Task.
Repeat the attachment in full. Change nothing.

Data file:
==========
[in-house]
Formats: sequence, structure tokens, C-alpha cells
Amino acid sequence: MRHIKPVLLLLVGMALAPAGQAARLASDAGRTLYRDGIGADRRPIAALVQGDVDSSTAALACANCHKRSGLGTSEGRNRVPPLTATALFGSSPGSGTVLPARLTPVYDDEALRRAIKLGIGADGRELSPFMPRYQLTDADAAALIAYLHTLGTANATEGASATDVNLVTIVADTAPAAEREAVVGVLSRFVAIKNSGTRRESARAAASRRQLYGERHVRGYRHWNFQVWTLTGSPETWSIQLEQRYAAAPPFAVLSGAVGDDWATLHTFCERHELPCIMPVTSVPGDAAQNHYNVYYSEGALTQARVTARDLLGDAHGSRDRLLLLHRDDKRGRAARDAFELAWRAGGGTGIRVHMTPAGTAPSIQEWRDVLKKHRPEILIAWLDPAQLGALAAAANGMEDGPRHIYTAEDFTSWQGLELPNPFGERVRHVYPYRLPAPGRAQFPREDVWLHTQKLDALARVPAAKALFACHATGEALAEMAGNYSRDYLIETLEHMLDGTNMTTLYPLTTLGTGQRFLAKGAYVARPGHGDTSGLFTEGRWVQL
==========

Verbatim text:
[in-house]
Formats: sequence, structure tokens, C-alpha cells
Amino acid sequence: MRHIKPVLLLLVGMALAPAGQAARLASDAGRTLYRDGIGADRRPIAALVQGDVDSSTAALACANCHKRSGLGTSEGRNRVPPLTATALFGSSPGSGTVLPARLTPVYDDEALRRAIKLGIGADGRELSPFMPRYQLTDADAAALIAYLHTLGTANATEGASATDVNLVTIVADTAPAAEREAVVGVLSRFVAIKNSGTRRESARAAASRRQLYGERHVRGYRHWNFQVWTLTGSPETWSIQLEQRYAAAPPFAVLSGAVGDDWATLHTFCERHELPCIMPVTSVPGDAAQNHYNVYYSEGALTQARVTARDLLGDAHGSRDRLLLLHRDDKRGRAARDAFELAWRAGGGTGIRVHMTPAGTAPSIQEWRDVLKKHRPEILIAWLDPAQLGALAAAANGMEDGPRHIYTAEDFTSWQGLELPNPFGERVRHVYPYRLPAPGRAQFPREDVWLHTQKLDALARVPAAKALFACHATGEALAEMAGNYSRDYLIETLEHMLDGTNMTTLYPLTTLGTGQRFLAKGAYVARPGHGDTSGLFTEGRWVQL